Few are thy days, and full of woe,
O man, of woman born!
Thy doom is written, Dust thou art,
and shalt to dust return.'
Behold the emblem of thy state
in flow'rs that bloom and die,
Or in the shadow's fleeting form,
that mocks the gazer's eye.
Guilty and frail, how shalt thou stand
before thy sov'reign Lord?
Can troubled and polluted springs
a hallowed stream afford?
Determined are the days that fly
successive o'er thy head;
The numbered hour is on the wing
that lays thee with the dead.
Great God! afflict not in thy wrath
the short allotted span
That bounds the few and weary days
of pilgrimage to man.
All nature dies, and lives again:
the flow'r that paints the field,
The trees that crown the mountain's brow,
and boughs and blossoms yield,
Resign the honours of their form
at Winter's stormy blast,
And leave the naked leafless plain
a desolated waste.
Yet soon reviving plants and flow'rs
anew shall deck the plain;
The woods shall hear the voice of Spring,
and flourish green again.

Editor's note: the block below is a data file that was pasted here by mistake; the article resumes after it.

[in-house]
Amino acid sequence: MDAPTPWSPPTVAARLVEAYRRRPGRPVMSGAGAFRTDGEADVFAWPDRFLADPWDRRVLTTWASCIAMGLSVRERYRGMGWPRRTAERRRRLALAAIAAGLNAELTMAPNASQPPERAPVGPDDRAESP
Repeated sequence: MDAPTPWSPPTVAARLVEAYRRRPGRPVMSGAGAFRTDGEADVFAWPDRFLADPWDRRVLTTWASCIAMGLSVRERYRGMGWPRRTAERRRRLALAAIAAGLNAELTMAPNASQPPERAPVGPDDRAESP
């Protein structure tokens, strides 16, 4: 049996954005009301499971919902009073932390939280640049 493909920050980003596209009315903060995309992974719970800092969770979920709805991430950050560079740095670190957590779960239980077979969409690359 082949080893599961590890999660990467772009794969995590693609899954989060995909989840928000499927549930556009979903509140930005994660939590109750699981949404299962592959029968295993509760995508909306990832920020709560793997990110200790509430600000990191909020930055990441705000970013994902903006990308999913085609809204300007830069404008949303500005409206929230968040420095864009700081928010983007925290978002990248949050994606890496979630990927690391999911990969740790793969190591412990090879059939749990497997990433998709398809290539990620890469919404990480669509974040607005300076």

But man forsakes this earthly scene,
ah! never to return:
Shall any foll'wing spring revive
the ashes of the urn?
The mighty flood that rolls along
its torrents to the main,
Can ne'er recall its waters lost
from that abyss again.
So days, and years, and ages past,
descending down to night,
Can henceforth never more return
back to the gates of light;
And man, when laid in lonesome grave,
shall sleep in Death's dark gloom,
Until th' eternal morning wake
the slumbers of the tomb,
O may the grave become to me
the bed of peaceful rest,
Whence I shall gladly rise at length,
and mingle with the blest!
Cheered by this hope, with patient mind,
I'll wait Heav'n's high decree,
Till the appointed period come,
when death shall set me free.